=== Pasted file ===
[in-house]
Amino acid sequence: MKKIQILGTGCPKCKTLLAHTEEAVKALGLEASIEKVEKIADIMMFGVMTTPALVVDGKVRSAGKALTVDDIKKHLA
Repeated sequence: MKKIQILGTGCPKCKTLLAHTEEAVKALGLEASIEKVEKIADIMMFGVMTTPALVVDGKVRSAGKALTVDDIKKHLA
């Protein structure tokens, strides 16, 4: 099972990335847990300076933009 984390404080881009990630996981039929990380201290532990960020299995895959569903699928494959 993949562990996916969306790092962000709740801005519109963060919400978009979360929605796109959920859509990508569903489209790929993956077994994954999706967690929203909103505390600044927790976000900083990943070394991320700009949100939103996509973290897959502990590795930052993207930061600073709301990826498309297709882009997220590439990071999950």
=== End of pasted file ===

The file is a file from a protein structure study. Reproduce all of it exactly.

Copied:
[in-house]
Amino acid sequence: MKKIQILGTGCPKCKTLLAHTEEAVKALGLEASIEKVEKIADIMMFGVMTTPALVVDGKVRSAGKALTVDDIKKHLA
Repeated sequence: MKKIQILGTGCPKCKTLLAHTEEAVKALGLEASIEKVEKIADIMMFGVMTTPALVVDGKVRSAGKALTVDDIKKHLA
């Protein structure tokens, strides 16, 4: 099972990335847990300076933009 984390404080881009990630996981039929990380201290532990960020299995895959569903699928494959 993949562990996916969306790092962000709740801005519109963060919400978009979360929605796109959920859509990508569903489209790929993956077994994954999706967690929203909103505390600044927790976000900083990943070394991320700009949100939103996509973290897959502990590795930052993207930061600073709301990826498309297709882009997220590439990071999950």